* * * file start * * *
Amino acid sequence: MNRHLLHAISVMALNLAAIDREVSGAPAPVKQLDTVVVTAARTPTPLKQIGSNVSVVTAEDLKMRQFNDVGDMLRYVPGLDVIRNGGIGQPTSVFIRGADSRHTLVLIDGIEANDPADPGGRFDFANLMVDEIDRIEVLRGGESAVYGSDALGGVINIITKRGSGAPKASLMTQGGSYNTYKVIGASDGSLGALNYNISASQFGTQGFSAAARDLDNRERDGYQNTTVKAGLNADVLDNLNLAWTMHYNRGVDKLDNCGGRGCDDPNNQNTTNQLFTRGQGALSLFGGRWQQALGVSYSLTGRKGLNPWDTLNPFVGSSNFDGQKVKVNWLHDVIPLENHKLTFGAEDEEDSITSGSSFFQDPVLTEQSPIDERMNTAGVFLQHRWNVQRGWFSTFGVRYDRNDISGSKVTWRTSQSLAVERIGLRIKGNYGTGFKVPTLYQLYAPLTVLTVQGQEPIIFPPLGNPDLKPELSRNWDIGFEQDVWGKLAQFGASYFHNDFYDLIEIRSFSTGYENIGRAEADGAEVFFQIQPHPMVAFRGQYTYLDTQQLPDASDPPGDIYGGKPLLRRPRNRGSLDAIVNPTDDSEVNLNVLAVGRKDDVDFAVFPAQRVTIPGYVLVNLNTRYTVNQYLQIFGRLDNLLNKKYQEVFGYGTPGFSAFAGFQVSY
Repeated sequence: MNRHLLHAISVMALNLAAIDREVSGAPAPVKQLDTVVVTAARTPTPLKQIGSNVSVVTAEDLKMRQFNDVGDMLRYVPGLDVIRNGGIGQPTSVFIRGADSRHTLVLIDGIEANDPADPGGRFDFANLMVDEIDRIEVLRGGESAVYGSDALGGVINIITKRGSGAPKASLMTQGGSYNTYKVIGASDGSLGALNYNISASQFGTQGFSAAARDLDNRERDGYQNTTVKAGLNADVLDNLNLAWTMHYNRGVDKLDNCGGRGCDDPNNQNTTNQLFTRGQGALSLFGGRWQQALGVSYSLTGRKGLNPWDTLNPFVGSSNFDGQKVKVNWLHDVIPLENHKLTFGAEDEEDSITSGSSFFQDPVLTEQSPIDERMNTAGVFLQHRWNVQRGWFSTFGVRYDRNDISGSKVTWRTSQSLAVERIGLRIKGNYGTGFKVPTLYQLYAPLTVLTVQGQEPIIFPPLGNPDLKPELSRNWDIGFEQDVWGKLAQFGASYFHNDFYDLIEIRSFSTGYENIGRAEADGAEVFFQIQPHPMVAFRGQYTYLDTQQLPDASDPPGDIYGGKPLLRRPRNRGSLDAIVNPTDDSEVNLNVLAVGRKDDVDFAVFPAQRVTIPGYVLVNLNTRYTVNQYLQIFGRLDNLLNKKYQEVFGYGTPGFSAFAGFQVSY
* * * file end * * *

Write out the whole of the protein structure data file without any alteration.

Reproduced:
Amino acid sequence: MNRHLLHAISVMALNLAAIDREVSGAPAPVKQLDTVVVTAARTPTPLKQIGSNVSVVTAEDLKMRQFNDVGDMLRYVPGLDVIRNGGIGQPTSVFIRGADSRHTLVLIDGIEANDPADPGGRFDFANLMVDEIDRIEVLRGGESAVYGSDALGGVINIITKRGSGAPKASLMTQGGSYNTYKVIGASDGSLGALNYNISASQFGTQGFSAAARDLDNRERDGYQNTTVKAGLNADVLDNLNLAWTMHYNRGVDKLDNCGGRGCDDPNNQNTTNQLFTRGQGALSLFGGRWQQALGVSYSLTGRKGLNPWDTLNPFVGSSNFDGQKVKVNWLHDVIPLENHKLTFGAEDEEDSITSGSSFFQDPVLTEQSPIDERMNTAGVFLQHRWNVQRGWFSTFGVRYDRNDISGSKVTWRTSQSLAVERIGLRIKGNYGTGFKVPTLYQLYAPLTVLTVQGQEPIIFPPLGNPDLKPELSRNWDIGFEQDVWGKLAQFGASYFHNDFYDLIEIRSFSTGYENIGRAEADGAEVFFQIQPHPMVAFRGQYTYLDTQQLPDASDPPGDIYGGKPLLRRPRNRGSLDAIVNPTDDSEVNLNVLAVGRKDDVDFAVFPAQRVTIPGYVLVNLNTRYTVNQYLQIFGRLDNLLNKKYQEVFGYGTPGFSAFAGFQVSY
Repeated sequence: MNRHLLHAISVMALNLAAIDREVSGAPAPVKQLDTVVVTAARTPTPLKQIGSNVSVVTAEDLKMRQFNDVGDMLRYVPGLDVIRNGGIGQPTSVFIRGADSRHTLVLIDGIEANDPADPGGRFDFANLMVDEIDRIEVLRGGESAVYGSDALGGVINIITKRGSGAPKASLMTQGGSYNTYKVIGASDGSLGALNYNISASQFGTQGFSAAARDLDNRERDGYQNTTVKAGLNADVLDNLNLAWTMHYNRGVDKLDNCGGRGCDDPNNQNTTNQLFTRGQGALSLFGGRWQQALGVSYSLTGRKGLNPWDTLNPFVGSSNFDGQKVKVNWLHDVIPLENHKLTFGAEDEEDSITSGSSFFQDPVLTEQSPIDERMNTAGVFLQHRWNVQRGWFSTFGVRYDRNDISGSKVTWRTSQSLAVERIGLRIKGNYGTGFKVPTLYQLYAPLTVLTVQGQEPIIFPPLGNPDLKPELSRNWDIGFEQDVWGKLAQFGASYFHNDFYDLIEIRSFSTGYENIGRAEADGAEVFFQIQPHPMVAFRGQYTYLDTQQLPDASDPPGDIYGGKPLLRRPRNRGSLDAIVNPTDDSEVNLNVLAVGRKDDVDFAVFPAQRVTIPGYVLVNLNTRYTVNQYLQIFGRLDNLLNKKYQEVFGYGTPGFSAFAGFQVSY